• Gillian Flynn wrote the film adaptation of Gone Girl.
  • Holes: After Richard Kelly's screenplay for the film was rejected due to being an In-Name-Only adaptation set in a post-apocalyptic world, original author Louis Sachar wrote the final screenplay himself, keeping the film very faithful to the book.
  • Jordan Mechner, the creator of the Prince of Persia franchise, was the screenwriter for Prince of Persia: The Sands of Time, doing the first two drafts of the script, and was on set during the filming. He is credited for writing the story.
  • An in-universe example happens in Saving Mr. Banks, where P.L. Travers is given unprecedented creative control over the production of Mary Poppins by Walt Disney. Interestingly, this was the case in the actual production as well, though Travers was unhappy with the result.
  • In 1934 Alfred Hitchcock directed The Man Who Knew Too Much and then a remake in 1956.
  • Cecil B. DeMille directed the 1956, The Ten Commandments which was a remake of his own silent film from 1923.
  • Roger Corman remade some of his own movies;
    • He directed The Wasp Woman in 1960 and produced the 1995 remake.
    • He produced Death Race 2000, its remake, Death Race and all of its prequels.
  • Ernest Cline co-wrote the screenplay for the film adaptation of his book, Ready Player One.


     Live-Action TV 

     Western Animation 
  • The scripts for the Peanuts specials, more often than not, would simply be ripped directly from the comic strips with minimal changes, so Charles Schulz was the lead writer by default. But Schulz had a lot of creative control, often writing any additional material as well, and many of the specials' trademarks—the jazz score, the casting of children, and the simplistic animation style — were his decisions.
  • Peter S. Beagle wrote the script for the animated movie adaptation of his novel The Last Unicorn. Due to a notorious case of "Hollywood accounting," his share of the profits was much smaller than would seem fair.
  • Aaron McGruder, creator of The Boondocks comic strip, also created the animated series based on them, and wrote every single episode of the first three seasons (though he was totally absent during the fourth and final season).
  • Batman: Under the Red Hood was written by the original author of Under the Hood, Judd Winick.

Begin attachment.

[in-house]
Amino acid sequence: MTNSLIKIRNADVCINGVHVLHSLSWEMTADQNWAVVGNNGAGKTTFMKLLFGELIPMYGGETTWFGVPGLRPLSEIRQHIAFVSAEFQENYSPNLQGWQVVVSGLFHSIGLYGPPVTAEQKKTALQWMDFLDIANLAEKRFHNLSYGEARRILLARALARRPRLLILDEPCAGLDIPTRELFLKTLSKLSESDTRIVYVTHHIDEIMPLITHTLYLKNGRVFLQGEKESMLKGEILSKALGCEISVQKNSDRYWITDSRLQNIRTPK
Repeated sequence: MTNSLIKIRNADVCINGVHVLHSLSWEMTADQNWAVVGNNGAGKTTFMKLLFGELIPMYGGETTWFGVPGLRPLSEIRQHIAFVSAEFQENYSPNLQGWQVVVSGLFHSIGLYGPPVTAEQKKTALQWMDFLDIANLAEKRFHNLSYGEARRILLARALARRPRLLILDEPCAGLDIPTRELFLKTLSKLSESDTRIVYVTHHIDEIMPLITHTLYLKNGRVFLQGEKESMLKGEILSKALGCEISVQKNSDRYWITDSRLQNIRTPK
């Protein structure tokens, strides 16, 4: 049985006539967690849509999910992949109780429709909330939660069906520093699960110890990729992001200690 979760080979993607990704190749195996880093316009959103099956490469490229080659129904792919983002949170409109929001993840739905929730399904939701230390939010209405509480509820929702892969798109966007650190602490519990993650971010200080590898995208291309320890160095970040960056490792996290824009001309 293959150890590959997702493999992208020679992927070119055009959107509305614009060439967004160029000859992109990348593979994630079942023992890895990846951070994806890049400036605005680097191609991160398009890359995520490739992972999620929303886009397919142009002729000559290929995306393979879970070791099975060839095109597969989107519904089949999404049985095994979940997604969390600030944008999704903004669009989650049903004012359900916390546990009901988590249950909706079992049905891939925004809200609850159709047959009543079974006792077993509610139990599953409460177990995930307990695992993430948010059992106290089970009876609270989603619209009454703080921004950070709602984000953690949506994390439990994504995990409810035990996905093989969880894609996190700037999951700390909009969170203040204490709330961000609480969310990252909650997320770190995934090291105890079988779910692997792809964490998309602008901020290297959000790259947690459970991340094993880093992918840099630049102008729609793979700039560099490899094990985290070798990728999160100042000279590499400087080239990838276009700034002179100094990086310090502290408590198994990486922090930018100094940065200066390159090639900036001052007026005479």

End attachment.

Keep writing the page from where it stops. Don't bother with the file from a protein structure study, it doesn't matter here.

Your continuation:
• Douglas Adams' level of involvement with each adaptation of The Hitchhiker's Guide to the Galaxy varies, but the novels and computer game are the ones he had the biggest (or, in the case of the novel, only) hand in, and he delighted in completely reworking the story each time he tackled it. The TV version also had his input, and his last draft of the film before he died was used as the final one with minimal editing.
  • Bryan Lee O'Malley was heavily involved in both the film adaptation and video game adaptation of his Scott Pilgrim comic books.
  • Robin Hardy, the director of The Wicker Man (1973), wrote a novelization with Anthony Shaffer, the screenwriter. Hardy went on to write a loose sequel called Cowboys For Christ, from which he directed a movie adaptation called The Wicker Tree.
  • John A. Russo is king of this trope;
    • Wrote the book, Voodoo Dawn and wrote the screenplay for the movie adaptation.
    • He directed the 1982 movie, Midnight, based on his own book of the same name.
    • He wrote and produced The Majorettes, based on his novel.
    • His anthology, The Hungry Dead contains a novelization of his Escape The Living Dead comic.
    • He wrote the screenplay and novelization to Night of the Living Dead (1968). He then wrote a sequel novel called Return of the Living Dead, directed a movie with the same name, then wrote a novelization to the movie.
    • He and the original movie's director, George A. Romero wrote the screenplay for the 1990 remake of Night of The Living Dead.

  • Guillermo del Toro wrote and directed the adaptations of his books The Strain and Trollhunters.
  • Peter George wrote the screenplay to Dr. Strangelove which was based on his novel, Red Alert. He then wrote the movie's novelization.